Known as the land of Royals and imposing architectures, London is an iconic and a leading global city. But along these titles, London is considered as one of the most expensive cities in the world. Which is why a lot of travellers get intimidated travelling in this English capital. However, backpacking in London is still doable if you know where to go. So here are the top 10 free things to do in London recommended by our expert travel bloggers. A proof that you don’t have to spend ridiculous amount of money in order to explore – even in an expensive city like London.
Table Of Contents
- 1 1. Walk around in Camden Market
- 2 2. Visiting Borough Market
- 3 3. Appreciate the modern arts in Tate Modern
- 4 4. Enjoy panoramic London in 360-degree view from Sky Garden
- 5 5. Witness the Changing of the Guard
- 6 6. Check out the city view from Madisons Rooftop Bar
- 7 7. Stroll along South Bank
- 8 8. Check out local produced products in Spitafield Market
- 9 9. Attending Services at St. Paul’s Cathedral
- 10 10. Climb Primrose Hill
1. Walk around in Camden Market
Camden Market is cultural haven for foodies, artists, and music lovers alike. Starting in 1974, the area of Camden Town began to reinvent itself by subletting their old industrial buildings to local artists and craft vendors. What was once a small, Saturday morning market quickly grew to become the largest market in London, attracting nearly 250,000 visitors per week. Bring your appetite, walking shoes, and people watching skills. Camden market now holds over 1,000 slots for the most unique street food vendors, vintage clothes and accessory shops, cafes, bars, and live music. Whether you’re looking for something to either brighten up your palate or your closet, you’re bound to find something that suits your fancy. Although weekends demonstrate peak hours of activity, you can find Camden Market open 7 days a week, so there’s a good chance you can include the Camden market for your one-week itinerary in London.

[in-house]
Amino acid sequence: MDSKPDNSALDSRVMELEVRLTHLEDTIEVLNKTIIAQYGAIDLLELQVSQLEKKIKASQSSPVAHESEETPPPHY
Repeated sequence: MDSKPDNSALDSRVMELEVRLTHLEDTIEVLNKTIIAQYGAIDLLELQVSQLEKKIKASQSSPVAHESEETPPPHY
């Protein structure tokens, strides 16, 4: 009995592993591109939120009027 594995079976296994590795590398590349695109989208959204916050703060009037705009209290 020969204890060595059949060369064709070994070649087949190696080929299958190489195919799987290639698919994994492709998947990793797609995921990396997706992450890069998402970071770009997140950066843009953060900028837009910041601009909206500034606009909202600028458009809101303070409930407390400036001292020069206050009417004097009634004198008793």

How to get to Camden Market
The easiest way to get to Camden Market is through public transportation, although you can drive there or taxi/uber there yourself. Should you choose to use public transportation you can take either the rail/train or the bus. If taking the rail/train: take the Northern Line and stop at either Camden Town or Chalk farm OR take the London Overground and stop at Camden Road. If you’re using the bus system, these are the buses that will get you to Camden Market: Kings Cross (214), Victoria (24), West End (274) or East London (393).
Source: Jennifer Kanikula of The SoFull Traveler.
2. Visiting Borough Market
London’s most popular food market, Borough Market is loved by Londoners and tourists alike, and is a must-visit for anyone who loves great food. The open market area is surrounded by several permanent shops and restaurants that are also worth a visit.